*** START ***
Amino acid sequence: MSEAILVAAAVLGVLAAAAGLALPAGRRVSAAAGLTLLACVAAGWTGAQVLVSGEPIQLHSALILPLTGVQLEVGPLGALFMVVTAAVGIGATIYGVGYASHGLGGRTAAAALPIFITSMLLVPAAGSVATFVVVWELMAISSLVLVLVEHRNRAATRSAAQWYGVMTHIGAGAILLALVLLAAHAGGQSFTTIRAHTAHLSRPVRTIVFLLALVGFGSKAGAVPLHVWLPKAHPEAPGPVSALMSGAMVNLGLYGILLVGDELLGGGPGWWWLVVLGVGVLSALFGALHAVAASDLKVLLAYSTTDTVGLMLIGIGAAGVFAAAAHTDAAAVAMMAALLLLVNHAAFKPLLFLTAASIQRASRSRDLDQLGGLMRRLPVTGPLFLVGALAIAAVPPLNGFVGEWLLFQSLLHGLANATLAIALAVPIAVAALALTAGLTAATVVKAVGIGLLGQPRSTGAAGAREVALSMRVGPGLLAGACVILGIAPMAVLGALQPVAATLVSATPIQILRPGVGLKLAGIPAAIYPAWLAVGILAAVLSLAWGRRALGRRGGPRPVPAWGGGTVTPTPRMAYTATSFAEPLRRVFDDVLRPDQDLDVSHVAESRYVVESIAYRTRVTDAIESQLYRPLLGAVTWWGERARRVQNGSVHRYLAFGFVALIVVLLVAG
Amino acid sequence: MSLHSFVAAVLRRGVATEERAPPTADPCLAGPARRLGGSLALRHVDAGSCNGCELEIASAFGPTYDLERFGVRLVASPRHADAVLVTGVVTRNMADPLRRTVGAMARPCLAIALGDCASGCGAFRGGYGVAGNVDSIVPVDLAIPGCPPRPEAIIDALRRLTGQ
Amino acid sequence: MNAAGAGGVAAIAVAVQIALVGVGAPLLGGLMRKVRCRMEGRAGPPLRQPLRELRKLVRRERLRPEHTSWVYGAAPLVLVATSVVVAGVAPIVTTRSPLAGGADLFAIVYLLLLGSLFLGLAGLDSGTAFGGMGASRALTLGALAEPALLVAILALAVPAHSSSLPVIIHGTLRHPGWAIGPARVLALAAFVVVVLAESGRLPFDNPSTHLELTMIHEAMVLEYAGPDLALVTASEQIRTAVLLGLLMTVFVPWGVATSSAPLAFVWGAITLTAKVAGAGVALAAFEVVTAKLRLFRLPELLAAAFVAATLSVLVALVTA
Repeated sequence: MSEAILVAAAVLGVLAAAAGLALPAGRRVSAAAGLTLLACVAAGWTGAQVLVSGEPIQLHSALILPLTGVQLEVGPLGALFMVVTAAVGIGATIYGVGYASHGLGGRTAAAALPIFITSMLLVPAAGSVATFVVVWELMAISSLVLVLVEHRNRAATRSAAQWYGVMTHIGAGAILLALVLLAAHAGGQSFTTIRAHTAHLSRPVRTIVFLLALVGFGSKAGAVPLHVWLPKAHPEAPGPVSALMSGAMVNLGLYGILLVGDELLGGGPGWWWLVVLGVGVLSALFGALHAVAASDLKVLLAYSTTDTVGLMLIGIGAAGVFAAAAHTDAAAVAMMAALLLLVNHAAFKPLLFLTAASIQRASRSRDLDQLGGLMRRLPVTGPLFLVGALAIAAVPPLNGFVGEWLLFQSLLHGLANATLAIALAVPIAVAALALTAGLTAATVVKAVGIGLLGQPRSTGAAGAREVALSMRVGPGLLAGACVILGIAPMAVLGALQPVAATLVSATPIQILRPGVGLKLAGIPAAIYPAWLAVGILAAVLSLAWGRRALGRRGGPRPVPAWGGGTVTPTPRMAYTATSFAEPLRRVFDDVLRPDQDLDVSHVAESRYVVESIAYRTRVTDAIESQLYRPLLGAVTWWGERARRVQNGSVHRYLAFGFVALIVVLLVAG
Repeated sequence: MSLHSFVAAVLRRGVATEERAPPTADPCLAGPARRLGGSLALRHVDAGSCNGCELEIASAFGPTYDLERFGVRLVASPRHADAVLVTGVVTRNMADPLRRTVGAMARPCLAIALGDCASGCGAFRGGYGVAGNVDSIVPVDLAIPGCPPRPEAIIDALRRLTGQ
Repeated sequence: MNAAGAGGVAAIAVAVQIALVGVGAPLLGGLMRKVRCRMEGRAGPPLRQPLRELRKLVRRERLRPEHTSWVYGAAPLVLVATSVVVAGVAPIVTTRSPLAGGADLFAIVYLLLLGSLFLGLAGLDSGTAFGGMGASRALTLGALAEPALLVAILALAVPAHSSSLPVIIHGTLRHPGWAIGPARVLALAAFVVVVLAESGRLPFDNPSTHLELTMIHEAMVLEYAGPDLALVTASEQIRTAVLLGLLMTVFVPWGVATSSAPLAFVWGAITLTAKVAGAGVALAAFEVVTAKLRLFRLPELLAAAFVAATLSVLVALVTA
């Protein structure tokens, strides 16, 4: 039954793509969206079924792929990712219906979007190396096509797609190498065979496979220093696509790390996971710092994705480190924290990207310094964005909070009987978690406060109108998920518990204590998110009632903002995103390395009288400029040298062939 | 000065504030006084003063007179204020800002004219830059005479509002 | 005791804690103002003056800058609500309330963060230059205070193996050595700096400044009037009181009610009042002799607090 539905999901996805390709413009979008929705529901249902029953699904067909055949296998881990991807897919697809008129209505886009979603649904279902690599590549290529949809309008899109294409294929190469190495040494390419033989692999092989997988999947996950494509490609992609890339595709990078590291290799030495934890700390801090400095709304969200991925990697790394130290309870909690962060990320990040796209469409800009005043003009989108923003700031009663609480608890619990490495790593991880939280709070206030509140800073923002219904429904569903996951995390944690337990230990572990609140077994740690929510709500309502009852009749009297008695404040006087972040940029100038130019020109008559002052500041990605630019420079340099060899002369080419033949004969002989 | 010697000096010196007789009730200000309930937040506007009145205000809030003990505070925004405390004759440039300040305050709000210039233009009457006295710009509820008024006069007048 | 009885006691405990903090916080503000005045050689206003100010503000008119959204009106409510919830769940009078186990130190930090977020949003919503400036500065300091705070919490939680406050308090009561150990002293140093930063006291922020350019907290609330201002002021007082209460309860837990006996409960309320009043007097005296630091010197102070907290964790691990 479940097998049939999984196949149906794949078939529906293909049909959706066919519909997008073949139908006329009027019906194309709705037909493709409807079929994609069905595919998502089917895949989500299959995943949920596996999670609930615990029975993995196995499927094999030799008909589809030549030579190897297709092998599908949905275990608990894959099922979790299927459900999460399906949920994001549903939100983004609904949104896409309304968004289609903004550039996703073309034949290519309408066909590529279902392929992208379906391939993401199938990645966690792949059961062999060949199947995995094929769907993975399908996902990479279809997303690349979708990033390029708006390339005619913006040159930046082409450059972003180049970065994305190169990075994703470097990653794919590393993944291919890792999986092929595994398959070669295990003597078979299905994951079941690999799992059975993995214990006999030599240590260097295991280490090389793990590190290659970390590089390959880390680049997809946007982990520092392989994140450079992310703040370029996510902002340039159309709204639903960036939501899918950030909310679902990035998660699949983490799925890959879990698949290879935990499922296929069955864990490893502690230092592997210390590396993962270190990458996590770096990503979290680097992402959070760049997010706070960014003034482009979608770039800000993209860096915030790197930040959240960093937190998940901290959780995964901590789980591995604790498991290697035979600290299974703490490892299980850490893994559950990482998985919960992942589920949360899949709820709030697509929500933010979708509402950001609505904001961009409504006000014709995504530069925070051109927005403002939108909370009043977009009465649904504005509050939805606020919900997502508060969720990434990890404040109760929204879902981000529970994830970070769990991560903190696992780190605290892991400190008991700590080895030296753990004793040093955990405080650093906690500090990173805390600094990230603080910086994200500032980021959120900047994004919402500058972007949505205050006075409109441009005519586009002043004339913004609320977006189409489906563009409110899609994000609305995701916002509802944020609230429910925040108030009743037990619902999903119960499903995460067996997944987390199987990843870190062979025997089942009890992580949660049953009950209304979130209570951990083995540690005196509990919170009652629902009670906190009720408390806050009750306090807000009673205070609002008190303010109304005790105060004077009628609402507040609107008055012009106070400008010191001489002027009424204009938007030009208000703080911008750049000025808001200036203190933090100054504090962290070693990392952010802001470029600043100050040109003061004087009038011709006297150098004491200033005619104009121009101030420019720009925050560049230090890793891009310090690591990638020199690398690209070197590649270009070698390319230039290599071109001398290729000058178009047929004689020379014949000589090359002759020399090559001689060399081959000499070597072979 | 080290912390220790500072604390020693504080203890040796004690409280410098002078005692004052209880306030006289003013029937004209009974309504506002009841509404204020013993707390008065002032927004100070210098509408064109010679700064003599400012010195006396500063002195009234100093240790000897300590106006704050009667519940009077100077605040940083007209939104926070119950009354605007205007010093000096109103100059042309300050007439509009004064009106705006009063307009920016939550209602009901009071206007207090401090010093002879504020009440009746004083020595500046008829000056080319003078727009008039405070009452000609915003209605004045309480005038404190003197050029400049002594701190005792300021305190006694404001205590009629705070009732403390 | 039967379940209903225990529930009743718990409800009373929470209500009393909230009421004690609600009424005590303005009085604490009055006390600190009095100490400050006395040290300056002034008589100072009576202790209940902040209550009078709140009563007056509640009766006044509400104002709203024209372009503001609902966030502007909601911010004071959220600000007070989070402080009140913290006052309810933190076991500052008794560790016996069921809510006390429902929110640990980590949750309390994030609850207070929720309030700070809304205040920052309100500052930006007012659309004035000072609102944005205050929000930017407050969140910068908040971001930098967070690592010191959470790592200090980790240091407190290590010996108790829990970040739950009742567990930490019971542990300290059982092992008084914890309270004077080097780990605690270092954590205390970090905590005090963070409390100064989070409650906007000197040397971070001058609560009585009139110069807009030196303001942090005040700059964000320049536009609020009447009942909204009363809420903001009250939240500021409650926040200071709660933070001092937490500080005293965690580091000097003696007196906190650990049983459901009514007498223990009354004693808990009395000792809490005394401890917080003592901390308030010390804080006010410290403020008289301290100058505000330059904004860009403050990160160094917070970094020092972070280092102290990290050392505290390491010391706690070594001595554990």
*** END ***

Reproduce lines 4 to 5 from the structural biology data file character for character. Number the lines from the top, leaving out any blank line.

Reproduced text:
Repeated sequence: MSEAILVAAAVLGVLAAAAGLALPAGRRVSAAAGLTLLACVAAGWTGAQVLVSGEPIQLHSALILPLTGVQLEVGPLGALFMVVTAAVGIGATIYGVGYASHGLGGRTAAAALPIFITSMLLVPAAGSVATFVVVWELMAISSLVLVLVEHRNRAATRSAAQWYGVMTHIGAGAILLALVLLAAHAGGQSFTTIRAHTAHLSRPVRTIVFLLALVGFGSKAGAVPLHVWLPKAHPEAPGPVSALMSGAMVNLGLYGILLVGDELLGGGPGWWWLVVLGVGVLSALFGALHAVAASDLKVLLAYSTTDTVGLMLIGIGAAGVFAAAAHTDAAAVAMMAALLLLVNHAAFKPLLFLTAASIQRASRSRDLDQLGGLMRRLPVTGPLFLVGALAIAAVPPLNGFVGEWLLFQSLLHGLANATLAIALAVPIAVAALALTAGLTAATVVKAVGIGLLGQPRSTGAAGAREVALSMRVGPGLLAGACVILGIAPMAVLGALQPVAATLVSATPIQILRPGVGLKLAGIPAAIYPAWLAVGILAAVLSLAWGRRALGRRGGPRPVPAWGGGTVTPTPRMAYTATSFAEPLRRVFDDVLRPDQDLDVSHVAESRYVVESIAYRTRVTDAIESQLYRPLLGAVTWWGERARRVQNGSVHRYLAFGFVALIVVLLVAG
Repeated sequence: MSLHSFVAAVLRRGVATEERAPPTADPCLAGPARRLGGSLALRHVDAGSCNGCELEIASAFGPTYDLERFGVRLVASPRHADAVLVTGVVTRNMADPLRRTVGAMARPCLAIALGDCASGCGAFRGGYGVAGNVDSIVPVDLAIPGCPPRPEAIIDALRRLTGQ